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Giant Aligator in Florida Golf Course

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posted on Jun, 4 2016 @ 09:16 PM
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a reply to: LadyGreenEyes

No, I say leave it be. It is obvious from the Original Post that everyone on the course knows he is there.




posted on Jun, 4 2016 @ 09:23 PM
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a reply to: AugustusMasonicus

I still say let him play through or you may be Chubbs.





posted on Jun, 5 2016 @ 05:59 PM
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originally posted by: AugustusMasonicus
a reply to: LadyGreenEyes

No, I say leave it be. It is obvious from the Original Post that everyone on the course knows he is there.



The people running it might know. Do they inform every single visitor? Do they insure that no one will be attacked? Knowing he's there isn't a guarantee of safety. Sooner or later, someone will end up hurt.

Even trained animals can, and do, turn and attack. This is a wild gator. He's an amazing specimen, too. Better in a zoo than killed for attacking someone.



posted on Jun, 5 2016 @ 06:02 PM
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originally posted by: trollz

originally posted by: Indigent
a reply to: Swills

I'm waiting for the giant alligator vs nile crocodile battle at the golf course video, of course it may get interrupted by a naked homeless canibal/zombie trying to eat one of the lizards as its Florida after all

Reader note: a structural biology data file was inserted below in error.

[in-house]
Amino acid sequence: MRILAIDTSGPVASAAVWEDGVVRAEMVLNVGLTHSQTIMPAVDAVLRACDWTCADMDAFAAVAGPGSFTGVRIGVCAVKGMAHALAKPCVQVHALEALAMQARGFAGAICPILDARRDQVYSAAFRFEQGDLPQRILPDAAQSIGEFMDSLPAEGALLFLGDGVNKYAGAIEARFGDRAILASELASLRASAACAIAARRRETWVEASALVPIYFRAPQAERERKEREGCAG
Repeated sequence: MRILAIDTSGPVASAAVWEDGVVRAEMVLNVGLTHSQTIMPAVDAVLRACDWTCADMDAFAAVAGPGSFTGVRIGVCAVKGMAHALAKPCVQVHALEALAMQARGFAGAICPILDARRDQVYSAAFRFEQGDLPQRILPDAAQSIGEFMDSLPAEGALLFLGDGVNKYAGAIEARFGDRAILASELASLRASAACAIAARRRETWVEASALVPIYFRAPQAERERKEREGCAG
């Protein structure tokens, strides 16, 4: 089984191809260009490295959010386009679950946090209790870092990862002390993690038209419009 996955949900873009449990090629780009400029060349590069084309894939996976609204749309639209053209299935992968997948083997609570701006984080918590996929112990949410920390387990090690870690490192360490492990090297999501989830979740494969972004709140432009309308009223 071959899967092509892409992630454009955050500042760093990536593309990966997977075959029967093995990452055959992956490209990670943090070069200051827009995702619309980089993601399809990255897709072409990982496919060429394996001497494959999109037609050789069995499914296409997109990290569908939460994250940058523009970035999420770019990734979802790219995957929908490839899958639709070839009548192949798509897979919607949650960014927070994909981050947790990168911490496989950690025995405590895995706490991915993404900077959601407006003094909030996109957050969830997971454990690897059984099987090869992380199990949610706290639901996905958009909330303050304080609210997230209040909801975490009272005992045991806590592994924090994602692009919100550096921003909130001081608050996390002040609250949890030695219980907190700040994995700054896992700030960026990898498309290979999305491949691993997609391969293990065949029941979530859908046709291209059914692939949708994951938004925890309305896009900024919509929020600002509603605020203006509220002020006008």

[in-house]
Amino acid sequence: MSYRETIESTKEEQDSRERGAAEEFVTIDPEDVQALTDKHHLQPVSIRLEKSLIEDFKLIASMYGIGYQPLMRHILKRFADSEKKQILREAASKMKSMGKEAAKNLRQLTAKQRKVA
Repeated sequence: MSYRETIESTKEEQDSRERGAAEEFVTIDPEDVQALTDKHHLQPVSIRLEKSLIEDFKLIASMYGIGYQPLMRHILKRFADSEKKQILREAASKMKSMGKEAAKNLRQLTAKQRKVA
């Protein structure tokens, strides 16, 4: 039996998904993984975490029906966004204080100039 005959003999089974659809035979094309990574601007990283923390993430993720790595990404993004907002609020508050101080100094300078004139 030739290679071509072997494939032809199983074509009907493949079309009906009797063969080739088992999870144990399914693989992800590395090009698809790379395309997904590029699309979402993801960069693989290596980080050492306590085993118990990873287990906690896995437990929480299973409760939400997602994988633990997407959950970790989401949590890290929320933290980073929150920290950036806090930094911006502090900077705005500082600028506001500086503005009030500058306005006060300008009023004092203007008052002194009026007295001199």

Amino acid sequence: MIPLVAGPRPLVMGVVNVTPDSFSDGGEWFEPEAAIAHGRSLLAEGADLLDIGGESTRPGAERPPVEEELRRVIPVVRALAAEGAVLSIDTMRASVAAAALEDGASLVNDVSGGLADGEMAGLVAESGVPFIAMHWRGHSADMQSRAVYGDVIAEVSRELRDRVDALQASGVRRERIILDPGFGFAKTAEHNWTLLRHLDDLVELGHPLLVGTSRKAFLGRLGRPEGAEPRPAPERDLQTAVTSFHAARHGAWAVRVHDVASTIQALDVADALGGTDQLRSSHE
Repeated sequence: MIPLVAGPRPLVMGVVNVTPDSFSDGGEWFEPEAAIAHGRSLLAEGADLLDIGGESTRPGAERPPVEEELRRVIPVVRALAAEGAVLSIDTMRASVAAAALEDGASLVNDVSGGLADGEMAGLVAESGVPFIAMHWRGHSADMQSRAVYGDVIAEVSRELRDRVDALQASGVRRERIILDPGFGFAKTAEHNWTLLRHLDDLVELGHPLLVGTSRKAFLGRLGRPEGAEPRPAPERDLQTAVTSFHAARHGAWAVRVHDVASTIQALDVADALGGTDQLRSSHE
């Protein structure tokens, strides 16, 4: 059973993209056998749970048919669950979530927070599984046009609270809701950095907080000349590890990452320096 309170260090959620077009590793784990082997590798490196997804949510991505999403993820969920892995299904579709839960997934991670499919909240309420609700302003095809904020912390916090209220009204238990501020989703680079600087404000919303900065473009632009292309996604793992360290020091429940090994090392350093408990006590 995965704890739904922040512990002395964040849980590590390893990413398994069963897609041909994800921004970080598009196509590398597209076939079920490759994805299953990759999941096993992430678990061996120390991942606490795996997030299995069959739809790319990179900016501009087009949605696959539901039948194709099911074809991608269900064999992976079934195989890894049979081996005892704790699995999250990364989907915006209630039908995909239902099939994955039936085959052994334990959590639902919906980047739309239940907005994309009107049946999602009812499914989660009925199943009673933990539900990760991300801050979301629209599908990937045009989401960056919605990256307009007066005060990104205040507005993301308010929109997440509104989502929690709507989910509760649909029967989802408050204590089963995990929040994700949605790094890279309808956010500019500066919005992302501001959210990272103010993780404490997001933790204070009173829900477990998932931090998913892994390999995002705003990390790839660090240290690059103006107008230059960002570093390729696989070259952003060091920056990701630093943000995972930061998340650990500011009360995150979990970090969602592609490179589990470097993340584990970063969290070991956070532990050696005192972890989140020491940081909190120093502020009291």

I kid you not, there actually are nile crocodiles. I have no idea how, but there are. A few have been found.


Do you mean in Florida? Wouldn't surprise me at all! Native crocs there, of course, and all sorts of imported animals as well. A snake guy from a zoo down there told me once that, if you found a non-native snake, it was as likely to be deadly as not, because that is so common there. More than one sort of large lizard, too, wreaking havoc on the local birds, giant snakes, so why not Nile crocs? In Florida, you just never know what you might encounter!



posted on Jun, 5 2016 @ 06:06 PM
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originally posted by: Nyiah
I know you Jersey folk are used to ghastly critters like they show on Jersey Shore, but I grew up down there with America's version of Australian wildlife. Big & slow can instantly become lightning fast, end of discussion. Learned this firsthand fishing the canals of the FL backwoods. All it takes for a hulking gator to move fast is something it wants, now.
And for something that size anyway, it needs to be in a more appropriate area for it's food intake, too. It really does belong in the swamps somewhere with plenty more to hunt than a golf course can offer.


I don't think you could pay be enough to go out in some areas down there! Worked with someone who saw a single gator take out two LARGE dogs once, lightning fast. The dog we had, who would have LOVED to swim, wouldn't go near the water, most of the time. She knew!

And, yes, that gator needs a better location, just for food and space. Plus, on a golf course, sooner or later, some idjit will feed him, and then it's all bad.



posted on Jun, 5 2016 @ 06:58 PM
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originally posted by: LadyGreenEyes
The people running it might know. Do they inform every single visitor?


Does the National Park service tell every single person they can be eaten by Grizzlies in their parks?

I have no sympathy for the person stupid enough to go close enough and get attacked by this alligator.